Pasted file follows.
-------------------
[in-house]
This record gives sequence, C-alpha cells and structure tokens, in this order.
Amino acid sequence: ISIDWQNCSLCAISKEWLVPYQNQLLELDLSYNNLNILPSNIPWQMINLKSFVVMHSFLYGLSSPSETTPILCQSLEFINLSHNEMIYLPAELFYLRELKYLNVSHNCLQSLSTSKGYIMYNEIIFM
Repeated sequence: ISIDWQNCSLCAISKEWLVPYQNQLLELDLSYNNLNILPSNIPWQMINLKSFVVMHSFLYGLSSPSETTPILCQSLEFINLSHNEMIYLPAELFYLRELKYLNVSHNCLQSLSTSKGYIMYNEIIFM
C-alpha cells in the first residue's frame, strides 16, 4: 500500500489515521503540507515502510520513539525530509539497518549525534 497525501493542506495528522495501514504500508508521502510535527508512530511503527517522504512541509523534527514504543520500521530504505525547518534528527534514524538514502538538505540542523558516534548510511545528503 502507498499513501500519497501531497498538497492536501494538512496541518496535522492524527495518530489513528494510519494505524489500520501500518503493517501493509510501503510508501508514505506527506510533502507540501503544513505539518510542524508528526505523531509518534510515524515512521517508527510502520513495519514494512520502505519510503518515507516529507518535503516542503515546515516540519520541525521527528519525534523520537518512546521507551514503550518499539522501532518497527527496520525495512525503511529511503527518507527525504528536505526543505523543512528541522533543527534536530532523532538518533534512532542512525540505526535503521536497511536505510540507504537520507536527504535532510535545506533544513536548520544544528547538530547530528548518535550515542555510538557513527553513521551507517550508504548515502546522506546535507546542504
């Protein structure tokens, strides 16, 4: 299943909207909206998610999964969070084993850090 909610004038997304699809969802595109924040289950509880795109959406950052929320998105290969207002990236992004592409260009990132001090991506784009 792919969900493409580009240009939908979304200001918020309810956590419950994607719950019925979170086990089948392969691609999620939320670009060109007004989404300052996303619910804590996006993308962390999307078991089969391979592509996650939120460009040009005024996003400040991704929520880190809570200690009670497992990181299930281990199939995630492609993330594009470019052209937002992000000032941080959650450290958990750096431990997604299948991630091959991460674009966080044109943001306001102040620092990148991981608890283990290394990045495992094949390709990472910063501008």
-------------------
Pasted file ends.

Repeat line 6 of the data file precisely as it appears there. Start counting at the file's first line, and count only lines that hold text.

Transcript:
């Protein structure tokens, strides 16, 4: 299943909207909206998610999964969070084993850090 909610004038997304699809969802595109924040289950509880795109959406950052929320998105290969207002990236992004592409260009990132001090991506784009 792919969900493409580009240009939908979304200001918020309810956590419950994607719950019925979170086990089948392969691609999620939320670009060109007004989404300052996303619910804590996006993308962390999307078991089969391979592509996650939120460009040009005024996003400040991704929520880190809570200690009670497992990181299930281990199939995630492609993330594009470019052209937002992000000032941080959650450290958990750096431990997604299948991630091959991460674009966080044109943001306001102040620092990148991981608890283990290394990045495992094949390709990472910063501008």